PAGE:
Antioxidants. From athletic performance and anti-aging to heart disease prevention and cancer treatment, antioxidants are touted as key components to fighting disease and optimizing wellness. Once considered the “fountain of youth”, these powerful, free radical fighting nutrients truly are amazing. They fight oxidative stress, a process that leads to cellular degradation and even cell death.

Following their discovery, antioxidant supplements quickly found their way into endurance sports, and have been a mainstay supplement ever since. They are touted for their anti-inflammatory effects in athletes, their ability to offset free radicals, and aid in recovering from training sessions. There is a large body of research on antioxidants for endurance athletes. The conclusions are nothing short of…well, completely confusing.

And so, I figured I’d write a post covering a few important points about antioxidants as they relate to endurance athletes. But first, some fun facts about antioxidants…

Antioxidants are most abundant in nature in fruits and vegetables. Antioxidant is a generic term for a nutrient or organic chemical that combats oxidative stress. There are many different antioxidants, and several different “types”. Three major types are micronutrients, enzymes, and phytochemicals (which include polyphenols). Well known micronutrient antioxidants include vitamins A, C, and E, and CoQ10. Many enzyme and phytochemical antioxidants are unnamed. Thousands of different ones have been identified, and thousands more are thought to exist. These too are found abundantly in fruits and vegetables.

And now for some important notes about antioxidants as they relate to endurance athletes…

Yes, antioxidants do benefit endurance athletes. They have shown in legitimate research to decrease perceived exertion in endurance athletes during exercise, significantly reduce muscle soreness and inflammation following workouts, and significantly decrease oxidative DNA damage. However, our approach of isolating antioxidants in highly concentrated supplements may not be as effective as we once hoped or suspected. As is almost always the case, nature’s delivery method is far more effective than ours.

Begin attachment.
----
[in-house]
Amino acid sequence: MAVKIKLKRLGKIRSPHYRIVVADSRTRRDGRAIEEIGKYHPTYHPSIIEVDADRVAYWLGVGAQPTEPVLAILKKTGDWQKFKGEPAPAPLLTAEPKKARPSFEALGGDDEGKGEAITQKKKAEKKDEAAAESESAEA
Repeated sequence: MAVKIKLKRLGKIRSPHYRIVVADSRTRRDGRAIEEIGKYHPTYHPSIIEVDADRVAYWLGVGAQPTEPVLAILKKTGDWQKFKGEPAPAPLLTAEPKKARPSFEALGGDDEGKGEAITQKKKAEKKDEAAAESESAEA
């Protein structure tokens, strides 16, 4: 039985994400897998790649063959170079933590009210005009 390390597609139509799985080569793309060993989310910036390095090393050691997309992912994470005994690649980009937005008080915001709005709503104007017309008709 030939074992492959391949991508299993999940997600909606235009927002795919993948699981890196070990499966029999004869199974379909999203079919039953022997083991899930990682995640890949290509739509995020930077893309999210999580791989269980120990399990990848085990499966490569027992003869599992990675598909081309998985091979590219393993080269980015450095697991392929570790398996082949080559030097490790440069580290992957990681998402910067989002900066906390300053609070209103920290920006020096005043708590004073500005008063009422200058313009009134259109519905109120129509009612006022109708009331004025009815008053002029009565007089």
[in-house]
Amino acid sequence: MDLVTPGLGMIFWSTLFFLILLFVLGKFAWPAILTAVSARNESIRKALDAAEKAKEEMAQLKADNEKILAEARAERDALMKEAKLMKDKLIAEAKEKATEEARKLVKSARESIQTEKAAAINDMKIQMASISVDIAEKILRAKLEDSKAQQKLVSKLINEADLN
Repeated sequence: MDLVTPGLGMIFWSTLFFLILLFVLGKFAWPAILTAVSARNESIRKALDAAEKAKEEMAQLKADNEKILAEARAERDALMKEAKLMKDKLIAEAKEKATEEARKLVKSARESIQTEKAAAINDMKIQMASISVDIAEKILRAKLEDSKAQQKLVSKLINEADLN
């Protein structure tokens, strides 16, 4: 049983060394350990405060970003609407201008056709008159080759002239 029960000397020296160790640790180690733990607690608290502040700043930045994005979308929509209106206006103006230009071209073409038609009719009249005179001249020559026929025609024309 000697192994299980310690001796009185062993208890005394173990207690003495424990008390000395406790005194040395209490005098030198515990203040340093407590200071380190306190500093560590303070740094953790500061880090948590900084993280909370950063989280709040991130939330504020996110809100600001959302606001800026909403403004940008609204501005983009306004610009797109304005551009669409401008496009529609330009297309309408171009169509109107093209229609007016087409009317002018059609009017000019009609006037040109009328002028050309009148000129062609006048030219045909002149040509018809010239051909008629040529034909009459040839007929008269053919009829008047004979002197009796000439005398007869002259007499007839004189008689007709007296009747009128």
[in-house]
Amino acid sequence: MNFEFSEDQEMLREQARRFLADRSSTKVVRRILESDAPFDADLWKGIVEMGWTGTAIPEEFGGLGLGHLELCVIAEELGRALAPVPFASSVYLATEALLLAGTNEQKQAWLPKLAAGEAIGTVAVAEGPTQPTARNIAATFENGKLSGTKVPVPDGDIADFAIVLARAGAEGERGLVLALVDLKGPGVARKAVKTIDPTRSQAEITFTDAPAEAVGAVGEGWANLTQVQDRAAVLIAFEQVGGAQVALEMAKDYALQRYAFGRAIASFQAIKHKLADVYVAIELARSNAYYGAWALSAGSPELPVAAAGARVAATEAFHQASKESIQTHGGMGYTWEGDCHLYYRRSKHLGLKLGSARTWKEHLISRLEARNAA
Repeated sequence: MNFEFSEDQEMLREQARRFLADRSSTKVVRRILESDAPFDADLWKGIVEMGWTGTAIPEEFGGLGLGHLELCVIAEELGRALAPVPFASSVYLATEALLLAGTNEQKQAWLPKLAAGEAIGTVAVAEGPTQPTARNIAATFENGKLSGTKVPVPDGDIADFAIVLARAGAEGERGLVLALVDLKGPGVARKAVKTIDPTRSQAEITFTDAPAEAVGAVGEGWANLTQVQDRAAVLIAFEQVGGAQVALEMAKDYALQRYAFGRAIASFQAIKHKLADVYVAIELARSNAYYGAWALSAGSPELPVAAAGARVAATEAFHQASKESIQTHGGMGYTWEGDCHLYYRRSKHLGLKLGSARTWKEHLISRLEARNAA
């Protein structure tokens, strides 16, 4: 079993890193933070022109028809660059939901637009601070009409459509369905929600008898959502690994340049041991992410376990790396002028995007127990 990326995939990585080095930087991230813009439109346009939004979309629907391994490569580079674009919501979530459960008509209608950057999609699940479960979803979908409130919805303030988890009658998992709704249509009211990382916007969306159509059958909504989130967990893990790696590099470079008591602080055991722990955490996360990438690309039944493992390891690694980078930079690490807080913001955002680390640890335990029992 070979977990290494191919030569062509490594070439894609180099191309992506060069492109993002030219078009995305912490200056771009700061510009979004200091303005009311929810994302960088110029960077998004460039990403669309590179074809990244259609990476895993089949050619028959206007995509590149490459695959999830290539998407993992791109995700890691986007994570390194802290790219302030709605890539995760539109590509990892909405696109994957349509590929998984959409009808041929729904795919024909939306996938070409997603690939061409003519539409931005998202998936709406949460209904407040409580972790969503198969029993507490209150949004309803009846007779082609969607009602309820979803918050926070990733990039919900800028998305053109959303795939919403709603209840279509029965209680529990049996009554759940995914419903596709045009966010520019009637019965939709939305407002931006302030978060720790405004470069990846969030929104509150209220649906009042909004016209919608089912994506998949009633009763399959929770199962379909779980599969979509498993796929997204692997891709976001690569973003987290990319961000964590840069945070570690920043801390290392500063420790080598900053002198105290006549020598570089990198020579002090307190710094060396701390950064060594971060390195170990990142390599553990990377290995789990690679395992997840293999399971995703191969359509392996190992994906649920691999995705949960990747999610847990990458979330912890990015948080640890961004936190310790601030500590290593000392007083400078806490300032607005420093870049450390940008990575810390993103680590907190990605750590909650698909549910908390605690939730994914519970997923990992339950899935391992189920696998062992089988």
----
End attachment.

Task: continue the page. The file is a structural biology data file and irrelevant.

I have made the comment in past posts that I believe we will one day find out that the enzymes and phytonutrients present alongside antioxidants in nature are integral to making certain nutrients absorbable and useful to their full potential. Most supplements do not contain the enzymes and phytonutrients, which are often lost in processing. A couple recent studies came to this conclusion. In one study, supplemental vitamins C and E showed no reduction in markers of oxidative DNA damage, however the authors found that in those individuals studied that had a higher intake of fruits and vegetables, decreased oxidative DNA damage was noted. In the other study, researchers studied the effects of a powdered fruit/vegetable juice concentrate versus supplemental vitamins C and E. They found that although the powdered juice concentrate had much less vitamins C and E, the antioxidant effects were significantly greater. They concluded this to be related to phytonutrients, which remain present in some powdered fruit/vege juice concentrates and whole food supplements (Cancer Epidemiol Biomarkers Prev 2000; 9(7): 647-52 and Med Sci Sports Exerc 2006; 38:6, pp1098-1105).

Antioxidant supplementation may not be all good news, however. There are a couple very important considerations for endurance athletes. The first is that some polyphenols appear to inhibit iron absorption (Penn State 2010, August 23, Polyphenol antioxidants inhibit iron absorption). As an example, green tea, which is known to be high in polyphenols, has been shown to inhibit iron absorption. This is a big deal, as iron is the key micronutrient for red blood cell production and function (see blog post on red blood cell turnover). It is also a micronutrient that has a high turnover rate in endurance athletes. Supplementing iron blindly (aka without monitoring blood levels) is generally considered to be a poor decision, as an overabundance of iron in the system is linked to several serious health problems, including cancer risk (see my blog post on supplementing iron for more information). Therefore, it is important to be aware of the relationship between polyphenols and iron, and thus pay attention to where you are getting your antioxidants. Avoid the polyphenol sources, and stick with the fruits and veges ideally. Interestingly, Vitamin C, a powerful antioxidant, enhances iron absorption. The second consideration is that over-supplementing antioxidants (levels not established) may actually elicit a pro-oxidative effect, which is the opposite of the desired anti-oxidative effect. In addition, some recent research suggests that completely inhibiting post-exercise inflammation may be detrimental to recovery.